Dave Cormack sees attacking football as a pivotal tenet of getting supporters back to Pittodrie.
The Aberdeen chairman revealed yesterday that season-ticket take-up is down by around 1,000 on recent seasons, with current figures sitting at the 10,000 mark.
It comes as plans to reduce the capacity of Pittodrie next season were announced. The upper section of the Richard Donald Stand will be closed and handed over to supporters to decorate, with the Red Shed becoming a permanent fixture in the Merkland Stand. With 1,800 seats allocated for away fans, that will leave 13,700 of the reduced 15,500 capacity for Dons supporters.
Cormack said: “The reducing of the capacity is 100 per cent about atmosphere to see what we can be.
“I think we can get 13,000 season-ticket holders. We vacillate between nine and 11,000 season-ticket holders – we’re at 10,000 just now, which is about 1,000 down on the last couple of seasons. With nine wins out of 23 (at Pittodrie), it’s frustrating for everybody. But the idea is to give the fans the upper section of the Richard Donald Stand and let them decorate it.
“People are surprised that season-ticket income is £2 million and we’re spending £9.5 million on the football operation. It was £7 million two years ago. Cormack Park costs £750,000 a year. Most fans get it, that we’re investing. We’re losing money but it’s planned.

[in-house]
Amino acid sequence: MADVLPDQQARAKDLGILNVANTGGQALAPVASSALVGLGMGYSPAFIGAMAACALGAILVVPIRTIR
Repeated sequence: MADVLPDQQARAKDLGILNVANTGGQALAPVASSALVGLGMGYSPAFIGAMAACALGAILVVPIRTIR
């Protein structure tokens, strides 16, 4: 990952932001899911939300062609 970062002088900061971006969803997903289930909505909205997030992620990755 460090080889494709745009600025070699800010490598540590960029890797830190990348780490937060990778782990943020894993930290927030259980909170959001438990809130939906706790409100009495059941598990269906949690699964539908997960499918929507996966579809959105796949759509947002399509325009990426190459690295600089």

“The 13,700 seats that are for home fans would accommodate every game this season. We had less than 10,000 Aberdeen fans in the stadium for the Celtic game. For us, it’s about taking a step back to take a step forward, so we can get data on what the fans want to see.
“Our philosophy is attacking and entertaining football. For the vast majority of the time Derek’s been here, we’ve seen that. Derek’s been frustrated and so have the players. You can’t ignore the fans – if you’re down 1,000 season tickets, which we are, then it’s a data point. That doesn’t mean to say our philosophy and goals are any different.”
The Atlanta-based businessman took over from Stewart Milne at the end of last year and has a six-pillar strategy to help make the Dons into a “challenger club”. This is based on continually challenging their own practises to see if there are feasible ways in which they can improve.
Cormack added: “In any business, entertainment or otherwise, you’ve got to have a philosophy. That philosophy says: ‘This is who we are as a club, this is who we are in our community. This is how we’re going to engage with the fans. This is our style of play. This is our development philosophy’.
“Whether it’s when I’m long gone, it’s Derek or Steven Gunn or somebody else, that strategy and philosophy remains the same. That’s what we’ve tried to do. That’s what me and Stewart have tried to do in the last two-and-a-half-years I’ve been involved. We’ve been working this through.
“Stewart and I have the same vision and the same wish and desires for the club. We’re different personalities.
“The role I’ve came into, taking the executive chairman role, not because I want it – if everybody was doing what they wanted to do that would be fantastic – but, for me, it’s about picking the projects that matter and making sure we’ll be able to execute.”